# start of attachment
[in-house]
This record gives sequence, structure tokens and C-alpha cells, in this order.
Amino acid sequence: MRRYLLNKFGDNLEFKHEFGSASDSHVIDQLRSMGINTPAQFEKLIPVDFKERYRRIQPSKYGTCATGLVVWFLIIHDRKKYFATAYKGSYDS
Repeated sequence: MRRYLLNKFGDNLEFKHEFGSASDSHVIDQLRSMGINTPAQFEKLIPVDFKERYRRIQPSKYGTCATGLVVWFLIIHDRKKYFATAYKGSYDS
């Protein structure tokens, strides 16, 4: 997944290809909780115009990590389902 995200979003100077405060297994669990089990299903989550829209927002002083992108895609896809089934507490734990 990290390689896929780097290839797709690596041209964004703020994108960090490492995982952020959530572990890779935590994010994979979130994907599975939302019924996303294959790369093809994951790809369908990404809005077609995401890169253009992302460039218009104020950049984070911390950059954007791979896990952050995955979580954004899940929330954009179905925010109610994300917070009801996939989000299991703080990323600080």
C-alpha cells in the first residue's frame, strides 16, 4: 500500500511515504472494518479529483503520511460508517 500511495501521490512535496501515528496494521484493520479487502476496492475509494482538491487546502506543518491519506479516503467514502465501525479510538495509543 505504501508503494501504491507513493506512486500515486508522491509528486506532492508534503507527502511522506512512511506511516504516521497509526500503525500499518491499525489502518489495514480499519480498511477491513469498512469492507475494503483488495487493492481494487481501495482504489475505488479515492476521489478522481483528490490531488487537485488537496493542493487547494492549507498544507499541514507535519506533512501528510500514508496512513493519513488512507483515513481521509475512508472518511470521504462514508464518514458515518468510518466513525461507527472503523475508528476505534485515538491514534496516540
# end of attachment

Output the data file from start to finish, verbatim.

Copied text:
[in-house]
This record gives sequence, structure tokens and C-alpha cells, in this order.
Amino acid sequence: MRRYLLNKFGDNLEFKHEFGSASDSHVIDQLRSMGINTPAQFEKLIPVDFKERYRRIQPSKYGTCATGLVVWFLIIHDRKKYFATAYKGSYDS
Repeated sequence: MRRYLLNKFGDNLEFKHEFGSASDSHVIDQLRSMGINTPAQFEKLIPVDFKERYRRIQPSKYGTCATGLVVWFLIIHDRKKYFATAYKGSYDS
């Protein structure tokens, strides 16, 4: 997944290809909780115009990590389902 995200979003100077405060297994669990089990299903989550829209927002002083992108895609896809089934507490734990 990290390689896929780097290839797709690596041209964004703020994108960090490492995982952020959530572990890779935590994010994979979130994907599975939302019924996303294959790369093809994951790809369908990404809005077609995401890169253009992302460039218009104020950049984070911390950059954007791979896990952050995955979580954004899940929330954009179905925010109610994300917070009801996939989000299991703080990323600080």
C-alpha cells in the first residue's frame, strides 16, 4: 500500500511515504472494518479529483503520511460508517 500511495501521490512535496501515528496494521484493520479487502476496492475509494482538491487546502506543518491519506479516503467514502465501525479510538495509543 505504501508503494501504491507513493506512486500515486508522491509528486506532492508534503507527502511522506512512511506511516504516521497509526500503525500499518491499525489502518489495514480499519480498511477491513469498512469492507475494503483488495487493492481494487481501495482504489475505488479515492476521489478522481483528490490531488487537485488537496493542493487547494492549507498544507499541514507535519506533512501528510500514508496512513493519513488512507483515513481521509475512508472518511470521504462514508464518514458515518468510518466513525461507527472503523475508528476505534485515538491514534496516540